Steve Benfield is Chief Technology Officer. He joined SilverStream as the Director of eBusiness Strategy when the company acquired Bondi Software in December 2000. Steve has more than 15 years of experience delivering innovative Web & IT solutions. Steve helped form Bondi Software in 1998 and has served as VP of Consulting and Chief Technology Officer. His duties at Bondi included strategic management, technology direction & training, and business development.
My hype meter has been revved up lately, and what has pegged it is Web services. Who is hyping up Web services? Hmm...Microsoft, Sun, IBM, HP, BEA, SilverStream, Ariba, BowStreet, webMethods...my aunt Judy. I'm expecting to see this e-mail soon: "Quit your job and make $100,000 a year writing Web services in this groundbreaking business opportunity." Oh...that one might be true.
Okay, so what's behind all this hype? Is all this real?
My take: absolutely real - or at least it will be very soon. This is my fourth "sea change" in software development. I can recognize a good thing when I see it.
In the '80s, the PC computing revolution took off. Snicker, snicker, PCs will never be serious. This revolution networked individual PCs but didn't change how corporate IT was implemented. That evolved from file system-based databases (dBase anyone?) to client/server applications using relational databases - that did change how IT was implemented. Snicker, snicker, client/server is for departmental apps. The Internet revolution has networked practically every system in the world and has led to some changes in corporate IT. Snicker, snicker, great for brochureware and shopping. We're now evolving to allowing applications to be easily built through networked businesses. Do I hear a snicker from the back row?
Web services is a subset of a service-oriented architecture. Each piece of business functionality is encapsulated into some sort of object/component that is then made available as a stand-alone service. Pretty basic stuff, really. What turns a service into a Web service is that it uses XML-in and XML-out for parameter and return value passing and that the service is accessible through a standard wrapper. It also has some easy-to-use protocol such as HTTP or SMTP. So you send XML to a URL. Magic happens. XML gets returned. Pretty simple.
What differentiates this from a servlet wrapper to a session bean? The servlet parses the XML, calls the bean, gets return data, remarshals the return XML, and sends the string back. Well, at the core, not much. However, a proper Web service has a SOAP wrapper along with a description written in WSDL. If the service is public, it will be registered with some registry, most likely using UDDI. The registry might be private to your organization, public to the world, or available in an industry-specific registry. The services you create will be made available to others who need them.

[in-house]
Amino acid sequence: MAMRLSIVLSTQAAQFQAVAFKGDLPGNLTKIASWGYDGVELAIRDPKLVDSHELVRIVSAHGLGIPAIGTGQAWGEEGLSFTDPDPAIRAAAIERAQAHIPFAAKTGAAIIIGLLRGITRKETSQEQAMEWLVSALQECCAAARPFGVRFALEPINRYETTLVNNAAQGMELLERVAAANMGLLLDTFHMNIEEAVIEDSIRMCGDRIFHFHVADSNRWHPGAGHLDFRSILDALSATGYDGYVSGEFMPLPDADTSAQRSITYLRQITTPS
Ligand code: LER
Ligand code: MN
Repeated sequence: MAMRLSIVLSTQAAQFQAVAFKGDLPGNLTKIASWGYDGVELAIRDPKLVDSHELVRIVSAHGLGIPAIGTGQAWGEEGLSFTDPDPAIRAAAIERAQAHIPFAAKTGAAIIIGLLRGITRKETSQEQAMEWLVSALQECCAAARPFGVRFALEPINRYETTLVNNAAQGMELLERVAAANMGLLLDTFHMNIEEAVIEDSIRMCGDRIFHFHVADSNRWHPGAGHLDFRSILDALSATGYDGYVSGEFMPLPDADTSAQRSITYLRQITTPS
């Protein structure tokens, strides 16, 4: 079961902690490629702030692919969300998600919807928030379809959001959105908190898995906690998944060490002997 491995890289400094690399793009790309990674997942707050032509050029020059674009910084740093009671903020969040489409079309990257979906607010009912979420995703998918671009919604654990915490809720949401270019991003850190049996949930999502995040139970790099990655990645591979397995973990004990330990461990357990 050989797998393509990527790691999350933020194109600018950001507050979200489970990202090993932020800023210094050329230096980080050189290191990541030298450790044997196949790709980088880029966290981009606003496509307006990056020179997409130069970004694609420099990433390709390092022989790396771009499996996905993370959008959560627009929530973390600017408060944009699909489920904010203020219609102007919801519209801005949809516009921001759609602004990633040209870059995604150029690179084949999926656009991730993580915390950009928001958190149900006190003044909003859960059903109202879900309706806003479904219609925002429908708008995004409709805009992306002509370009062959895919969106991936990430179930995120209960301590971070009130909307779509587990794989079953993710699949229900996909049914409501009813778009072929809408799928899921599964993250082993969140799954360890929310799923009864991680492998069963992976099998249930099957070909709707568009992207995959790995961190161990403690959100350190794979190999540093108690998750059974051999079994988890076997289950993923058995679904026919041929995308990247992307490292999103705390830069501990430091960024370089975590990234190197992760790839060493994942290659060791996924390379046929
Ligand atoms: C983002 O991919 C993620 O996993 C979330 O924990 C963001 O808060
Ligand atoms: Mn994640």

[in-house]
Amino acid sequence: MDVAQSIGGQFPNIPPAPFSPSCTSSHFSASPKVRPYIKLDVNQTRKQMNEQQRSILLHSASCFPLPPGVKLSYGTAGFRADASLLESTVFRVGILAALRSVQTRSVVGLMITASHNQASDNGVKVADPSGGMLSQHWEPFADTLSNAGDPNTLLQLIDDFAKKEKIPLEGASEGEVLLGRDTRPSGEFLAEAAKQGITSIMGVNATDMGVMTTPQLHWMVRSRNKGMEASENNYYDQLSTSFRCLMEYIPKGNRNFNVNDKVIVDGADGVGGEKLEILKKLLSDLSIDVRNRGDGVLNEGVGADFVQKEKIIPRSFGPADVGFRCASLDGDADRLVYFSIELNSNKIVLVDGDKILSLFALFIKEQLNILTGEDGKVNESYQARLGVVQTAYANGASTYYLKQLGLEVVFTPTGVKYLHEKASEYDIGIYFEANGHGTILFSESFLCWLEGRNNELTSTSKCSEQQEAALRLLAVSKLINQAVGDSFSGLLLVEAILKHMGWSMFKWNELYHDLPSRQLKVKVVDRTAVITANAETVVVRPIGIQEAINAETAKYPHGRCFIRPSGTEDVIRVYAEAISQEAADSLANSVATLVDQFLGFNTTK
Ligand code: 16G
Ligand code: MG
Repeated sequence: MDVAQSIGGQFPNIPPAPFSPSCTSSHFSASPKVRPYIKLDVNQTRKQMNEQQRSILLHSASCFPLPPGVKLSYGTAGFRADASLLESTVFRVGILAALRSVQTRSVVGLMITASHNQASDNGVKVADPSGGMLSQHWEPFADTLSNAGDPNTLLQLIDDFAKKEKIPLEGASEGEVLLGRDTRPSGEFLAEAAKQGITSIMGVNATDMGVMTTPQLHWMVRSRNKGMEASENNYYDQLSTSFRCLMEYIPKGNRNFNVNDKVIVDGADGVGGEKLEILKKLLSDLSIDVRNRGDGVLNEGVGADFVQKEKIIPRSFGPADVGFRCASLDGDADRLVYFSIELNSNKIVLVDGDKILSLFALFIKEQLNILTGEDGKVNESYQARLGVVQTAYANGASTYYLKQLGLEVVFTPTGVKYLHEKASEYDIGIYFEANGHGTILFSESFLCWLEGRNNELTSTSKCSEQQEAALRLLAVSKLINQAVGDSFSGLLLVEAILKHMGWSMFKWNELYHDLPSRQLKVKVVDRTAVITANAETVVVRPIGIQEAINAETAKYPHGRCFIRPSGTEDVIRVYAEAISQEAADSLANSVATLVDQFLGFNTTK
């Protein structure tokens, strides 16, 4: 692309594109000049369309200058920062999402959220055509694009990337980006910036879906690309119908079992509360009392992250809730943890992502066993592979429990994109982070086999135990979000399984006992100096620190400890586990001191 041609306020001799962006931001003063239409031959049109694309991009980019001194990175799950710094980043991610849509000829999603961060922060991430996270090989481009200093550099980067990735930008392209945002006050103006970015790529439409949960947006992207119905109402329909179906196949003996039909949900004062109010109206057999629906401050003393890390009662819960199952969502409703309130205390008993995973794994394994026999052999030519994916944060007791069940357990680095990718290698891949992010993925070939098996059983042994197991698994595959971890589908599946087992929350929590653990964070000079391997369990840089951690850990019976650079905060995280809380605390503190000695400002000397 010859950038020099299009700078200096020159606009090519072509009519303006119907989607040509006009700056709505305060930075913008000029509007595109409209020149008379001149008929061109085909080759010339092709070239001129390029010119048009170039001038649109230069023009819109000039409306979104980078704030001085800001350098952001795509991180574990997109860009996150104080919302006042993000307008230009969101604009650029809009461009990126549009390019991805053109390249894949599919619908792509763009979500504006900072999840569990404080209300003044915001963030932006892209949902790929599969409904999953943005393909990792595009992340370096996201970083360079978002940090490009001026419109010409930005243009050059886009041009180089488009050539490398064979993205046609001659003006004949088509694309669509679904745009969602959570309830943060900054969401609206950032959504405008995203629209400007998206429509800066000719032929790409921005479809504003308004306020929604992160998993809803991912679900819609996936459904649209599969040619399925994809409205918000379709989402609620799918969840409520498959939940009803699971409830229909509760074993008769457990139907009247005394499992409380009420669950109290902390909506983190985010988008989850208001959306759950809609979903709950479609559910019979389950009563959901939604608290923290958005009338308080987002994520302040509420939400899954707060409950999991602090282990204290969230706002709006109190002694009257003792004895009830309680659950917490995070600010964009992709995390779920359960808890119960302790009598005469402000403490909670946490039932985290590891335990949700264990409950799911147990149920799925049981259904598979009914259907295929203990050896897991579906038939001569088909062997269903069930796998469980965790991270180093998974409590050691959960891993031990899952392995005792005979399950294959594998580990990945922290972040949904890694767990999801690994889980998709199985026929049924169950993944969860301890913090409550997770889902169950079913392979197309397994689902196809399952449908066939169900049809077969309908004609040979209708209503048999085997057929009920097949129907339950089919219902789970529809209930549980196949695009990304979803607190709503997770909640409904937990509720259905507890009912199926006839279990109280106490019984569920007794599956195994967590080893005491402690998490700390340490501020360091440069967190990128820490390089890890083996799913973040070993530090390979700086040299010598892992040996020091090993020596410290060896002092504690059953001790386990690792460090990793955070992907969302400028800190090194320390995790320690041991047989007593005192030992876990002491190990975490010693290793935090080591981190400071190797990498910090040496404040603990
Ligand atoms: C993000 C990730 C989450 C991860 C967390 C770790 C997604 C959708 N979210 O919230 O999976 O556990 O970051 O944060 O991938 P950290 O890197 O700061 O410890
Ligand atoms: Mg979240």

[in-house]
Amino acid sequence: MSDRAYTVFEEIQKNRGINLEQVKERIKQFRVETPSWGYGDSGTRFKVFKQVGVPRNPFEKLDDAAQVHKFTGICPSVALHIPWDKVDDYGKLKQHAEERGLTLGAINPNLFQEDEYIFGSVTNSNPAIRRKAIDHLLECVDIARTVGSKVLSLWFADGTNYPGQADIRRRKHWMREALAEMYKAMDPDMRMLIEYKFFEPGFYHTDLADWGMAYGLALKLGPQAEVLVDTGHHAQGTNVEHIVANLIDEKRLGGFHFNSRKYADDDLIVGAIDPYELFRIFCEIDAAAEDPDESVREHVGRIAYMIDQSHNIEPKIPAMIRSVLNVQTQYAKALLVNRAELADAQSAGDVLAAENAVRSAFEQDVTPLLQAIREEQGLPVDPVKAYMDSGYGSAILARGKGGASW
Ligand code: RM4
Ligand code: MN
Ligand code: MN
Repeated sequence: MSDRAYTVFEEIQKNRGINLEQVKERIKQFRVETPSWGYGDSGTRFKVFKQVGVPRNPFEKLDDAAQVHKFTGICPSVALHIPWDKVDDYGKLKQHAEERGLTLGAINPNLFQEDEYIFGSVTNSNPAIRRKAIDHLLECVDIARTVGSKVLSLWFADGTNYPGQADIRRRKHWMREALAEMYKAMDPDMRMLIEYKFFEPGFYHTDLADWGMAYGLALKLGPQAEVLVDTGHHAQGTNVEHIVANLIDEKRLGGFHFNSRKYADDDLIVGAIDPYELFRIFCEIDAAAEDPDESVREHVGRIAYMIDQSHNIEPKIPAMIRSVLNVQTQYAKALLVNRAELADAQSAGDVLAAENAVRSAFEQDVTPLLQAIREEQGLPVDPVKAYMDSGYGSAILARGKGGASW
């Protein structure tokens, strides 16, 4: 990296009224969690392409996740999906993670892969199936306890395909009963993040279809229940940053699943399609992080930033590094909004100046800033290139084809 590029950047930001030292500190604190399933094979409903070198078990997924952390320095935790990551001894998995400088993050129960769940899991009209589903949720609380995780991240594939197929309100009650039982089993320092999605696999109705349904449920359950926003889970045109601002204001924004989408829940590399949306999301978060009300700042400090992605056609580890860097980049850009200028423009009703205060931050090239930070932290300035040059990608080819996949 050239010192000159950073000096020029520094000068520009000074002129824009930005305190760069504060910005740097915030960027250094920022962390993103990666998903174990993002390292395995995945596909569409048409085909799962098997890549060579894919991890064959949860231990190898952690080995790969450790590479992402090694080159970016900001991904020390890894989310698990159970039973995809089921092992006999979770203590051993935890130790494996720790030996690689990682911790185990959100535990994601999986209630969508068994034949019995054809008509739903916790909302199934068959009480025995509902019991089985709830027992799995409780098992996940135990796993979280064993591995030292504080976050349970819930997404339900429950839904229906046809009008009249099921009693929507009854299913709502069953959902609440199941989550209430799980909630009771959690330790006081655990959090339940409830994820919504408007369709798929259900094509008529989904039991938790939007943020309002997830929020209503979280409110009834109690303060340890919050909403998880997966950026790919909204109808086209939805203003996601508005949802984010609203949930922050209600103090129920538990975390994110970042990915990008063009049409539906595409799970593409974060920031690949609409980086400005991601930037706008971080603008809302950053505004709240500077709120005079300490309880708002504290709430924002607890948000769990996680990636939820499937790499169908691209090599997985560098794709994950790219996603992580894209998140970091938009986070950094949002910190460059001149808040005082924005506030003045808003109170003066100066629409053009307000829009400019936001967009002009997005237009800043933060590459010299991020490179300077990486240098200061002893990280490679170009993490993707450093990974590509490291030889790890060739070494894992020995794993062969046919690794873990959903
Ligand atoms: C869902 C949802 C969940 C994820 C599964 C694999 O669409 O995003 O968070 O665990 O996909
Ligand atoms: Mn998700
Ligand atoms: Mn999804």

The cool thing about having a standard such as SOAP and WSDL that supersedes any specific technology standard (EJB, DCOM) is that an application can be built without regard to the underlying technology implementation. Service-based architectures allow you to separate the business use of a function from its actual technical implementation. Creating a business process that includes DCOM, EJB, CICS, and AS/400 functionality becomes a snap if each function is packaged as a Web service.
This alone is useful, but if you're a pure-Java shop, what's the real benefit? You can wrapper all of your functionality with EJBs and just call them. Of course, we know things aren't that simple because of the proliferation of technology in many companies. But let's take this to the next level: assume each business process you want to call exists in different businesses. This means you're building an application that spans your internal systems and interacts with your business partners.
As a developer, you'd look up the various services in the appropriate registries. From the registry you'll get a location and documentation you need to call the service. (A phone call might still be required for authorization, etc. Don't be fooled into thinking everyone will just use complex services without humans getting involved.) Your application would call each service (remember, a service is basically a URL with XML-in and XML-out). Your job is to integrate the pieces and spindle, fold, and mutilate the XML passed between the services. You're creating workflow and processing rules - a business process. Odds are you'll then publish the new object you've created as its own service. This isn't too different from normal OO except services are much more coarse-grained and don't require the same language to interoperate.
Service-oriented architectures and Web services look to fulfill the promise of application assembly. Discrete business functionality deployed as services is assembled into applications. To me this implies heavier reliance on workflow, rules engines, and messaging systems such as JMS. If we're manipulating XML at each step of the process, then a higher-level, more productive way of building applications can be achieved. However, at the core, each service still has to be written, and "real" work must be accomplished. This is where J2EE comes in and why I think J2EE is the perfect platform for a robust Web services architecture.
So keep your eyes open. Begin reading about Web services. It is the next big thing and it's already happening. It's a steamroller that will change how we write software. But at the core it's not a revolution - it's an evolution. And, luckily, J2EE puts us in the perfect position to take advantage of it.
Copyright 2001, SilverStream Software. Reprinted by permission.
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